The first few outdoor rides after a lot of trainer time are always a wild overstimulating circus of remembering how to balance and steer and that you can't stop pedaling to change the channel without falling over.  Also, climbing a mountain when it's 42º out is no big deal, but descending several miles requires a full-length down jacket and a personal radiator mounted on the handlebars, neither of which I had in my bento box.  But my toes eventually turned pink again, and now that we've had a single cloudy day we can go back to the endless brilliance of perfect sunshine for a while.
My lovely longish run from the other day happened in that kind of weather.
I actually have no idea how far I ran that day, but I went and found an unplowed trail and spent over an hour stomping through mud and calf-deep snow and singing Sugarland and Train and Fun songs at the absolute top of my lungs.  (To scare off coyotes, no?)
Amy came to visit.  We working on convincing her to transplant out here as well.  I don't think it will be hard.  I don't miss much about DC, but I miss my girlfriends a hell of a lot.  (HINT TO THE REST: COME VISIT K THANKS).
A few months have gone by, already, in 2013, in case you haven't looked at a calendar for a while.  As of a few days ago, we've been in our house two months.
Life is starting to make sense again.  
Austin was the only thing I had planned - like really planned, buying plane tickets and all - thing being race-related event - other than IMLP - great grief that's a lot of hyphens, maybe I should fix them - out for this year.  I made a big map back in November with Sonja about all the races I wanted to do this year, and now I've changed my mind.  And it's okay that I've changed my mind (thank goodness I didn't register for any)(yes, I wear a lot of pink and this hoodie in particular almost every day, who cares).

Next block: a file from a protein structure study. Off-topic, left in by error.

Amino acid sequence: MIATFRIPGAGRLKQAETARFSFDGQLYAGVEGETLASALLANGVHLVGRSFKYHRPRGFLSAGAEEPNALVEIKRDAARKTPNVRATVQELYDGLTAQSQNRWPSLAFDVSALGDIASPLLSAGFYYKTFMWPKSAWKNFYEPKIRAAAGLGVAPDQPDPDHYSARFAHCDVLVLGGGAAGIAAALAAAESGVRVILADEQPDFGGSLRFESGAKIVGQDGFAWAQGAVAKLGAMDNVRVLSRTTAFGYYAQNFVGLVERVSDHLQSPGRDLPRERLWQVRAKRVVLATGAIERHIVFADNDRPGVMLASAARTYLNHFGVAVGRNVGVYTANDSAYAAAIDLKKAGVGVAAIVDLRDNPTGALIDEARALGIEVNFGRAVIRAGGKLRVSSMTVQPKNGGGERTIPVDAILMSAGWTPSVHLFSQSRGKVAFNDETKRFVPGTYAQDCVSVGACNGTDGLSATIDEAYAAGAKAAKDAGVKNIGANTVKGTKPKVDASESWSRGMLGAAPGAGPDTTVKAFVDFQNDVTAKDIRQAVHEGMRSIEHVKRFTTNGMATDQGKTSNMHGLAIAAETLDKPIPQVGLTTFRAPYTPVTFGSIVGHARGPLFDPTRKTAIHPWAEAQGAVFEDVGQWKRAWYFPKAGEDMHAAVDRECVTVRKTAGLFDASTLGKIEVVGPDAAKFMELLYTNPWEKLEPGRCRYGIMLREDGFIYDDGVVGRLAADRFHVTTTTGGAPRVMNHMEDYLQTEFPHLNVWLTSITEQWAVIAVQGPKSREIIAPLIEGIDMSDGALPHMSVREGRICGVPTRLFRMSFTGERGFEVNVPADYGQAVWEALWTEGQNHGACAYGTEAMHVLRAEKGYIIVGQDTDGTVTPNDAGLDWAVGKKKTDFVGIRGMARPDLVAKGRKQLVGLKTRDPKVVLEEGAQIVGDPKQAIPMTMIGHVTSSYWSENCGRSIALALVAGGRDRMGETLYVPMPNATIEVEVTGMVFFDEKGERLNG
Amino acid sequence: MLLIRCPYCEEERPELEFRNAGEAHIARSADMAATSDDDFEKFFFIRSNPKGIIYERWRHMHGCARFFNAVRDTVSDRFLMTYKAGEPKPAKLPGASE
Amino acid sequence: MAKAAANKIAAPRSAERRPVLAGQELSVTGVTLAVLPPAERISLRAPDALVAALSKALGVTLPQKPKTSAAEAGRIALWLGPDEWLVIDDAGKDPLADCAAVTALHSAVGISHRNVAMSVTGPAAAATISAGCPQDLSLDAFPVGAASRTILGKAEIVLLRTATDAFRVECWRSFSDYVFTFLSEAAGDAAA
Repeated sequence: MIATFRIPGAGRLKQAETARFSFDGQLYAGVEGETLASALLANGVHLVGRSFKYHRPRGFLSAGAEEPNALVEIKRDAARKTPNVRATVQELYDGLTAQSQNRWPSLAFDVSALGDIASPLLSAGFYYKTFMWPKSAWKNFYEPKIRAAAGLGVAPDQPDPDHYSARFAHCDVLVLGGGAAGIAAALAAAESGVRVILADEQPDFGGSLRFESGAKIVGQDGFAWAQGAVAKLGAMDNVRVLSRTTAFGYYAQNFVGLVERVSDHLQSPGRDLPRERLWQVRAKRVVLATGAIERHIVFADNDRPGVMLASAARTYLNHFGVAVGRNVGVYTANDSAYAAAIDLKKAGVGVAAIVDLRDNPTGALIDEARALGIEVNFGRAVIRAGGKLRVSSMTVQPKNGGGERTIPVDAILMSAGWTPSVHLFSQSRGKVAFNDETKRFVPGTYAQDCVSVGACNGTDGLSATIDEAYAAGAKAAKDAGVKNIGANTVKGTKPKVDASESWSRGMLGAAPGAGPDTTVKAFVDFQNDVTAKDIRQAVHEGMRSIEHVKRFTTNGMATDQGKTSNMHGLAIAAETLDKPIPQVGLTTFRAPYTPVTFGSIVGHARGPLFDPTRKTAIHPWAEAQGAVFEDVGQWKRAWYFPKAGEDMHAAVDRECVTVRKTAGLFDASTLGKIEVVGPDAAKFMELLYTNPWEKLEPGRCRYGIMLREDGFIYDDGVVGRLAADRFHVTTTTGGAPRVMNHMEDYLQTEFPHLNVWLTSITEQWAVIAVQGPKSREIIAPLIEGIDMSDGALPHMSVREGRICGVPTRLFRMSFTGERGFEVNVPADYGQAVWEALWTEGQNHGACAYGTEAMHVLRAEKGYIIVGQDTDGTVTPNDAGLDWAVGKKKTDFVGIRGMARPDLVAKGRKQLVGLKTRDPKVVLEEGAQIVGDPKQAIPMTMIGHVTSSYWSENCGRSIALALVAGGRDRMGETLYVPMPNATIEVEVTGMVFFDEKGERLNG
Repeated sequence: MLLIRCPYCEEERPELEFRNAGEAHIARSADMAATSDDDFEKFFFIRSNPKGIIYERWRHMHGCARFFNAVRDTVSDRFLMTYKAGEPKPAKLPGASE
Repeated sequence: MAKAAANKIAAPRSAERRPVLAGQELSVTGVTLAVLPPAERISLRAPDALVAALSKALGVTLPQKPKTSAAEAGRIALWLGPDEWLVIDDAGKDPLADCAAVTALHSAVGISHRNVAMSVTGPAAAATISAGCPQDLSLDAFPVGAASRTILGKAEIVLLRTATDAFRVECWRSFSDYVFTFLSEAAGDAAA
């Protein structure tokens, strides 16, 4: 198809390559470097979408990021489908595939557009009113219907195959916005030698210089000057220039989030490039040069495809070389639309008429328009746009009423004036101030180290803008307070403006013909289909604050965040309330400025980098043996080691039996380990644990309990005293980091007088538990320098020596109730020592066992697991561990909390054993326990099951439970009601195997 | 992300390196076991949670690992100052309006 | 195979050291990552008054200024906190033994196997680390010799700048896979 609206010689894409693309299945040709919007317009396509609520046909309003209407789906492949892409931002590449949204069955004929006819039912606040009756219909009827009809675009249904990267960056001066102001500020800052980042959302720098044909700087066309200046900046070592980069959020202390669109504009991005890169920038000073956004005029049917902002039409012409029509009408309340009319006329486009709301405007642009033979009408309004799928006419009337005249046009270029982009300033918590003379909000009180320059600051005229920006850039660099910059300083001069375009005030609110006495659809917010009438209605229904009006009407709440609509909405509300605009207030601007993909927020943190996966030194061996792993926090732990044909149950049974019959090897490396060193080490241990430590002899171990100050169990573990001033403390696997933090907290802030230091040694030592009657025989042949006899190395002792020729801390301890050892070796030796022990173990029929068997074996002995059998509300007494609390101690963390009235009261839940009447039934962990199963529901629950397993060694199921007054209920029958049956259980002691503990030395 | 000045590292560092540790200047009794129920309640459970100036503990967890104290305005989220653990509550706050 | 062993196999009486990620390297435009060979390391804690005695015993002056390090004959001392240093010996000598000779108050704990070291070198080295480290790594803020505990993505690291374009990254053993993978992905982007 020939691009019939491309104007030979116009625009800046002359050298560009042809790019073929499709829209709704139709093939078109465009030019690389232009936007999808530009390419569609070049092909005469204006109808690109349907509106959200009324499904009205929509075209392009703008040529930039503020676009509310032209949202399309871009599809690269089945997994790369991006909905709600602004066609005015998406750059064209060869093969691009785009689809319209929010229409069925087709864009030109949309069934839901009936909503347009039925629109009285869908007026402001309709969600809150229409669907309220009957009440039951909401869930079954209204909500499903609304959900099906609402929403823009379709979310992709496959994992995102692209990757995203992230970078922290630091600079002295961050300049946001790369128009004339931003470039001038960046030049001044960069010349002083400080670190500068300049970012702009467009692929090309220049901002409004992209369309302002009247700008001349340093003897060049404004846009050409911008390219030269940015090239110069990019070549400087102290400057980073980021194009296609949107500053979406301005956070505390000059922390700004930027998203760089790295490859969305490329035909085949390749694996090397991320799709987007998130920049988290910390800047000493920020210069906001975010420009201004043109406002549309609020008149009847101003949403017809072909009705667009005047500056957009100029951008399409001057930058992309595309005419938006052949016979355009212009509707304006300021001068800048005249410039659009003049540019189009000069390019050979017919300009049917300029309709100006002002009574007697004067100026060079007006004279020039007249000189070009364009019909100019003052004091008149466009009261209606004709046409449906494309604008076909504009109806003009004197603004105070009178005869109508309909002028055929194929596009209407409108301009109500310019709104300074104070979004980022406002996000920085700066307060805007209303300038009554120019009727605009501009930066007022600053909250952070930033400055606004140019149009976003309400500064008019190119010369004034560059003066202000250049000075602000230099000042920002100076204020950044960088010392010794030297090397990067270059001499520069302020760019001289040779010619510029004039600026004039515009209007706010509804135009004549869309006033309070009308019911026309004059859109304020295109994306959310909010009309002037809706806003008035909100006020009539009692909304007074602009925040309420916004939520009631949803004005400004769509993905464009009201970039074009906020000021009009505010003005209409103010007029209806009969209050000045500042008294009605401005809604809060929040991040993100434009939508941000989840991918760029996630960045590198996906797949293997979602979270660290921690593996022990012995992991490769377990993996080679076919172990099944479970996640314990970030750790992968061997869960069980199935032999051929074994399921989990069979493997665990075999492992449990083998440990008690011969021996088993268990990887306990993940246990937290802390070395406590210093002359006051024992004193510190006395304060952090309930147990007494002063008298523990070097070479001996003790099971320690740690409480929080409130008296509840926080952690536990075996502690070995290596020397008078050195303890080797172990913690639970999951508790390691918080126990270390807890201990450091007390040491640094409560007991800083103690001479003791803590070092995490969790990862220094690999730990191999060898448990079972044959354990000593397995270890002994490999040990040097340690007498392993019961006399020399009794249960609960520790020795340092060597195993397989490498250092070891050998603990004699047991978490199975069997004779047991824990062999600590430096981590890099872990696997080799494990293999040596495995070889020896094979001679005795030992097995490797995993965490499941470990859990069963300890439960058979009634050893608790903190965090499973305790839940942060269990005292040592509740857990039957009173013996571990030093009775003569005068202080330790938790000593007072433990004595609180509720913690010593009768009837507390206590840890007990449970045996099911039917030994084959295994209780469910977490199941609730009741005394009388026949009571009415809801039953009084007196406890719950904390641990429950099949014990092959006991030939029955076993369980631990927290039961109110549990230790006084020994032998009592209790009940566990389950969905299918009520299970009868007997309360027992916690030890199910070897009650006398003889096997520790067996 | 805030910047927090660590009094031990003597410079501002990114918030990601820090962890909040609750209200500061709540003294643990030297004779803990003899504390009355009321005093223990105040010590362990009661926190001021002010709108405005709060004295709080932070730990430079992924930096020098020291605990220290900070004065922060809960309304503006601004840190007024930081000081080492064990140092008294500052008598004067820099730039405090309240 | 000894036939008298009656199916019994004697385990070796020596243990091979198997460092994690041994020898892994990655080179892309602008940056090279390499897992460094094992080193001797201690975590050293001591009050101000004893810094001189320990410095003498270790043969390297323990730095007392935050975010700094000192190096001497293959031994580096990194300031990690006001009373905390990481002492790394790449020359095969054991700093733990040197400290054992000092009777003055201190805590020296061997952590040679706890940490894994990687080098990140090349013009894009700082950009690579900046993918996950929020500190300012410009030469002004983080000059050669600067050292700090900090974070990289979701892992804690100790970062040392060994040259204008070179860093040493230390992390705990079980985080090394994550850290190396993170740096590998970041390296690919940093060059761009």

The poet wants to run the Chicago Marathon, it's his dream, so that's going to happen and he managed to register in the midst of the everyone-losing-their-goddamn-mind madness.  We're going back to visit family in upstate NY in a few months and maybe do a little running while we're there.  I've planned out a couple of training weekends that I am really excited about, more because of the people I'm going to spend time with and the places I will go and visit on my bicycle and the fun I will have and less because of the OMG how fast I will run at what HR and how far and how many calories and JUST NEVER MIND ALREADY.  And people are stacking up our weekends with visits here.  Which I love, and not just because we spend our time in the historical institutions of Colorado.
I don't know that I want a theme, or a word or a thought or a mantra or anything for this year.  I've been thinking about getting a second tattoo for several months now but that's a story for another day, and has really nothing to do with any of this except it involves words.  I said at the beginning of the year that I needed to find my happy life again.  I have good days and bad days, like anyone I have ups and downs.  I think that I thought (follow that?) for a while that my life needed to be solemn and thoughtful, like everything needed to matter and I needed to stop being so ridiculous all the time.  But now, today, I just want to laugh.  I want to stamp a big, red, drippy "WHY SO SERIOUS?" stamp on the face of that Katie.  It doesn't mean I want to be irresponsible, it doesn't mean I don't want to get shit done, but for pete's sake it doesn't need to be nuclear physics with a frowny face on either.  So I think I'm figuring it out, I think I'm headed in the right direction, and I'm pretty sure I'm going to be just fine.